Well, we’ve wraped up our two week study of Japan. I know that we just scratched the surface of all there is to know about this wonderful, very old country. But I believe that we will visit there (in our classroom) again sometime! My boys love almost everything there is about it!
We learned just a little bit about ancient Japanese Art. We tried our hand at a mid-15th century peice by Shubun.
We learned to bind a book by hand. Something that the ancient Japanese culture was known for. They still have some very old books in great condition because there was no glue involved, therefore nothing to crack and break. Very cool. I enjoyed this one very much!
Next time I will use bigger string, but even with the big holes and little string… the boys struggled to make this work. They got pretty frustrated, but when it was done they were very glad they did it. I tried to teach them some water color skills on the cover… but they wish they had left it blank or just painted it a solid color because they are not happy with the way their pictures turned out. Just so you know!
The problem we have here is that they see the one I did as an example and they want theirs to turn out JUST as good as mine… and then if when it doesn’t, they get frustrated. We talk about the fact that I have way more years of experience than they do and that we are all just learning. But it doesn’t seem to help. I am not real sure what to do about this dilemma yet… but I’m thinking that maybe I shouldn’t do my own version of the project. The only problem with that is how do I show them how to do it, without actually doing it? Yea… I’m confused too!
Anyway… okay… well, we made our own Kimono’s! They turned out wonderful. We cut the collar off of some cheap ($7 – Ross) mens white dress shirts and painted the logo of choice on the back of it. Cut off all the buttons and cut the sleeves up to three-quarter length. Then wrap an obi (sash) around it and there you go!
Here they are on the boards drying.
(I took a dozen pictures of Gerrit and he shut his eyes in every one. Little turkey! He used to be SO photogenic!)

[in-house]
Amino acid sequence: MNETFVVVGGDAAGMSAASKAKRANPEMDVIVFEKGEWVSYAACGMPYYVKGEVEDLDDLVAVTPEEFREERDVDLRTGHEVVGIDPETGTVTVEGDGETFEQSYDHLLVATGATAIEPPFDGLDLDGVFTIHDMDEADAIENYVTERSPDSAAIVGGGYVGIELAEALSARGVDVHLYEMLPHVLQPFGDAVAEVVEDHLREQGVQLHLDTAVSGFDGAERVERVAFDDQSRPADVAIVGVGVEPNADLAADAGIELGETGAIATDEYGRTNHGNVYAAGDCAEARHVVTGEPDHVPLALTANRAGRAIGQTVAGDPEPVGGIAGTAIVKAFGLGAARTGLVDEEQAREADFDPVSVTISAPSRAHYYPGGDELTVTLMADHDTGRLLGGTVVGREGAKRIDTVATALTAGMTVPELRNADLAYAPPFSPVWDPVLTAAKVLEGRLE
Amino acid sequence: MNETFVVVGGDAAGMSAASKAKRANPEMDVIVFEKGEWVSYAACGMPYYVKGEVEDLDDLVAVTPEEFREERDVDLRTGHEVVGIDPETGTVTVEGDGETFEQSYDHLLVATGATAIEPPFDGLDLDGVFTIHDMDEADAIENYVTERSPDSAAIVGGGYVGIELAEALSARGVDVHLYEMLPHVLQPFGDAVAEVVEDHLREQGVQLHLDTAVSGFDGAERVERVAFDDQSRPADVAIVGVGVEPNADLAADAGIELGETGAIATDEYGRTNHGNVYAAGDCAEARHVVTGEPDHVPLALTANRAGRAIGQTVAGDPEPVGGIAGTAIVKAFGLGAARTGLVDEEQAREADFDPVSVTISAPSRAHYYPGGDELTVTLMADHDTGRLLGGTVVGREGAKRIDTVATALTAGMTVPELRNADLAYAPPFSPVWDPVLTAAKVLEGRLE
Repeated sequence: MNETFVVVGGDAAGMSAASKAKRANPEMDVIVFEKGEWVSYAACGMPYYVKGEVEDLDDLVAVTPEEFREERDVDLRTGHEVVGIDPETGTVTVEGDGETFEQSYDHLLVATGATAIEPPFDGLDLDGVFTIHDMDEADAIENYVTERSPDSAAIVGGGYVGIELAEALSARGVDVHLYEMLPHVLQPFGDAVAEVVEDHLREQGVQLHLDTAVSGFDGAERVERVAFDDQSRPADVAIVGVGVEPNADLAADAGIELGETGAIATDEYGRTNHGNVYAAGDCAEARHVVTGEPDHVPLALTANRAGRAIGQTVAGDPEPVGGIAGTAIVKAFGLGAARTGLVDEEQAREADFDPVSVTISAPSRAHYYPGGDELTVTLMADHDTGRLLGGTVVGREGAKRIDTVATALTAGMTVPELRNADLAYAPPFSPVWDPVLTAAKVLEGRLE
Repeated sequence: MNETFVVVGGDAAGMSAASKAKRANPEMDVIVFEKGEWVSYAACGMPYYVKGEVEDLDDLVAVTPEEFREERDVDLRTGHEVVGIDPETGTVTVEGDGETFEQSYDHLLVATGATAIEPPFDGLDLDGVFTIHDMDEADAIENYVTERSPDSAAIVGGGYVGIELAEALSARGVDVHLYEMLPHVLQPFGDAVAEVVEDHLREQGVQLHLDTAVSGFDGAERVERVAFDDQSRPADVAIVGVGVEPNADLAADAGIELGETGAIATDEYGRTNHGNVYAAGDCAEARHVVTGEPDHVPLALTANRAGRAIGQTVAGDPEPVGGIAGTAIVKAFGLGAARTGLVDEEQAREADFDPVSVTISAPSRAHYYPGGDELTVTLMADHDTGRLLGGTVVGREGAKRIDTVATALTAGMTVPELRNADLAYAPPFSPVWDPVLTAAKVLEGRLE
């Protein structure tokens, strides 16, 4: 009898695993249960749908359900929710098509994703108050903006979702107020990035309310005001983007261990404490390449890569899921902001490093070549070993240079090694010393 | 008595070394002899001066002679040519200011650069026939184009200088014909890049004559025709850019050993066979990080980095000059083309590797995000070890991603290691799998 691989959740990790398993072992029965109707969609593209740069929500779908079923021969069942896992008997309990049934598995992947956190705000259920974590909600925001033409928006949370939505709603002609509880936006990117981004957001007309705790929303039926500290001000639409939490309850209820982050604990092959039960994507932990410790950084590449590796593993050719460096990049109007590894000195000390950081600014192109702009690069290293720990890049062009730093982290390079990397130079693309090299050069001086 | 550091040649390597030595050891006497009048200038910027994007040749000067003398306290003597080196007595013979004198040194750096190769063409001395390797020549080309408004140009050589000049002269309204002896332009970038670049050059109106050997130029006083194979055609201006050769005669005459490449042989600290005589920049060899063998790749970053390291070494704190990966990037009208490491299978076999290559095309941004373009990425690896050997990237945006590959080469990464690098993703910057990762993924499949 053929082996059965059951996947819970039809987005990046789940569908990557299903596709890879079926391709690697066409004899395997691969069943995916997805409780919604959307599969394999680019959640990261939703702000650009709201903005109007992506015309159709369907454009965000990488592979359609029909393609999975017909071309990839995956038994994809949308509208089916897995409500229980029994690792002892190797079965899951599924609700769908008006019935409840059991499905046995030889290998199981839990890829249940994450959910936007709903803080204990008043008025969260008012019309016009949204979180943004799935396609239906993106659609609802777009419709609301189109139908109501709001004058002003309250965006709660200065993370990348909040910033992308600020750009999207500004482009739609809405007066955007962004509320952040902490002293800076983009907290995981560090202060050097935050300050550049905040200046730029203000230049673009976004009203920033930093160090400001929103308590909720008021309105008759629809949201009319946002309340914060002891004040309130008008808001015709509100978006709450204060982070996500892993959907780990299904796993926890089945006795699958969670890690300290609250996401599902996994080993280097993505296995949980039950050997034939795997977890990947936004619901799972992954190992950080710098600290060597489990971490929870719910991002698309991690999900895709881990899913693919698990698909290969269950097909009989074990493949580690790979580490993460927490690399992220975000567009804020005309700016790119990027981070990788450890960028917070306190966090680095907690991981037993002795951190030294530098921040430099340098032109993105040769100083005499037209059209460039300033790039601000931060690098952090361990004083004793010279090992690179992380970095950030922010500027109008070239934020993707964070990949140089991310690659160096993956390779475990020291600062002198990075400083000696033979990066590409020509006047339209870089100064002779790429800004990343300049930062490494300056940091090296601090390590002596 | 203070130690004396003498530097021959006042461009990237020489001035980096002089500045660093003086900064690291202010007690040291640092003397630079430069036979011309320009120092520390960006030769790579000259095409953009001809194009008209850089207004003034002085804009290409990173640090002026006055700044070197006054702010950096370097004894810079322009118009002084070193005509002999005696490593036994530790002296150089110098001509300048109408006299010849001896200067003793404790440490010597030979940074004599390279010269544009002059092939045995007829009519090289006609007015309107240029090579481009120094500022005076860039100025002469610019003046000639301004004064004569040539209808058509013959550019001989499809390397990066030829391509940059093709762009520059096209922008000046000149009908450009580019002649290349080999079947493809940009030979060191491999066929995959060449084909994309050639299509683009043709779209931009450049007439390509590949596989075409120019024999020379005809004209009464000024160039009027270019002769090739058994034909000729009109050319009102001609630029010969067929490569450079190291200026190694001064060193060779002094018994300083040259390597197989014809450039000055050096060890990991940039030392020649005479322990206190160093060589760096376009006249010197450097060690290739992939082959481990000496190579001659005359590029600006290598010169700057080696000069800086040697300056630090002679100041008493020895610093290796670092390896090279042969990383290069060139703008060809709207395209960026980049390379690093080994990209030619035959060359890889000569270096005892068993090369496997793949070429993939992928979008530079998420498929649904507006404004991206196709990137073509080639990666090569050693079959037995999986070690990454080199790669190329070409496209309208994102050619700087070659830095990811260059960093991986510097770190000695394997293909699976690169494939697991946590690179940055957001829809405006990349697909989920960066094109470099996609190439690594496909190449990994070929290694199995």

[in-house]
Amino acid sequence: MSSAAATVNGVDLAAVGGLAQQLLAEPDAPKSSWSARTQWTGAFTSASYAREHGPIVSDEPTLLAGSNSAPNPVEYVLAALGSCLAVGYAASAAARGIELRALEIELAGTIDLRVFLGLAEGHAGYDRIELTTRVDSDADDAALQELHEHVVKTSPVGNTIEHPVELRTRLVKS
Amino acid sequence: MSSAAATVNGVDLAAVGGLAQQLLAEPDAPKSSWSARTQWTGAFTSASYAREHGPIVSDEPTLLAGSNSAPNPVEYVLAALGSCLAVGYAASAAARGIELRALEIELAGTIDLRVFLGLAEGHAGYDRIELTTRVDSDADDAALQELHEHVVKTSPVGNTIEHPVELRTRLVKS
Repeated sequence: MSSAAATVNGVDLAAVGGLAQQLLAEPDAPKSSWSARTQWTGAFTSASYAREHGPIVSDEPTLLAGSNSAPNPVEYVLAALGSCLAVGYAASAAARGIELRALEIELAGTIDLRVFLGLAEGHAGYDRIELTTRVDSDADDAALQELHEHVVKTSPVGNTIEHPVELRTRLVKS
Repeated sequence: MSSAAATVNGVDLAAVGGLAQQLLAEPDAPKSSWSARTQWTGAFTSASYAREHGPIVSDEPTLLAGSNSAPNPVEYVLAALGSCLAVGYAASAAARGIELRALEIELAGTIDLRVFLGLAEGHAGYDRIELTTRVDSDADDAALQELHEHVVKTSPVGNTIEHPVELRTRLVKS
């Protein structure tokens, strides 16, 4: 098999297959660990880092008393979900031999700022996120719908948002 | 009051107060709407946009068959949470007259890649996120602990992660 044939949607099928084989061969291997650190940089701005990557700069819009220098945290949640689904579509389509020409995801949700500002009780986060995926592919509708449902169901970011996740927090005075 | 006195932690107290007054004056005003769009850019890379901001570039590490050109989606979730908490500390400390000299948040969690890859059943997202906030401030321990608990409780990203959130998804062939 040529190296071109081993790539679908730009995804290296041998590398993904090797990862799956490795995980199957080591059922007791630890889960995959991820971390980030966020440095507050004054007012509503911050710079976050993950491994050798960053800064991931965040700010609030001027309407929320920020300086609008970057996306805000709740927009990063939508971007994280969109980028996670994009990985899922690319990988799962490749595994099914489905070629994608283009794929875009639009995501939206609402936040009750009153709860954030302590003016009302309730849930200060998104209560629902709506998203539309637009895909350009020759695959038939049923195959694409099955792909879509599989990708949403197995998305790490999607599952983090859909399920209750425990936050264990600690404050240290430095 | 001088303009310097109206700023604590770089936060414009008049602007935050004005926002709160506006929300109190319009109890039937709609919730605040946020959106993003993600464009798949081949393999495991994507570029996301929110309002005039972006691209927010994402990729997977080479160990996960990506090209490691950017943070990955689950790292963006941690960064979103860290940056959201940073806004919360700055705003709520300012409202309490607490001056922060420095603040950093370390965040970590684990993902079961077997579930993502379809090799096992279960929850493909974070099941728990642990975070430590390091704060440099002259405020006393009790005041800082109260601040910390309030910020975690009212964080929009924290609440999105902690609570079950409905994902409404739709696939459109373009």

And the only thing left to put on this poster is our written report.
They wrote it and Guy typed it, but the printer is not working… so we will have to wait on that one.
It is Japanese custom to fly a fish flag for each of the boys in the family in the order of birth for the month of May, so we made one for Darren too. (At least that is what one book said! Nagisa will set us straight on that if it’s not true. Either way… it was fun to do.)
I know that in America food isn’t necessarily considered art, but in Japan they take great pride in making their food just as beautiful to look at as it is to taste! “You eat with your eyes” is an old Japanese saying. We did not get to make sushi this week, although the boys would have loved it. I just didn’t find the time. But we did make ramen soup. This is a favorite at our house and we learned that noodles are a very important part of the Japanese diet. Right after rice and soybeans. Noodles are considered a fast food over there… and now that they sell the broth in an instant powder form… it is even faster!
However, the instant broth kind has MSG in it and so I learned to make the dashi broth from scratch. I don’t know how good mine is… but the boys and I enjoy it… and don’t get headaches from it!
We LOVE this stuff!
We put cubes of tofu in the bottom of our bowls and put the ramen soup over it. Then top it off with some seaweed flakes.
I lucked out a few years ago when I found these wonderful “ramen” bowls at Target! They are special bowls that we use just for our Japanese meals. This one with the fish is Harrisons. Oh, and we pour some shoyu (soy sauce) on the tofu before we put the hot soup in.
Yummy for the tummy!
We did some Roseta Stone and learned a tiny bit of Japanese. The boys did WAY better than I did!!
We will be sure to visit this country again sometime. It was a joy to all of us to learn more about where our friends Nagisa, Yuji and Kaoru live! And speaking of them… next week we get to enjoy their company! They will arrive on Tuesday for their yearly visit. Our “other son” returns!
I will be doing a post of them and how we met real soon.
(Kome-bahn wah = Good evening.)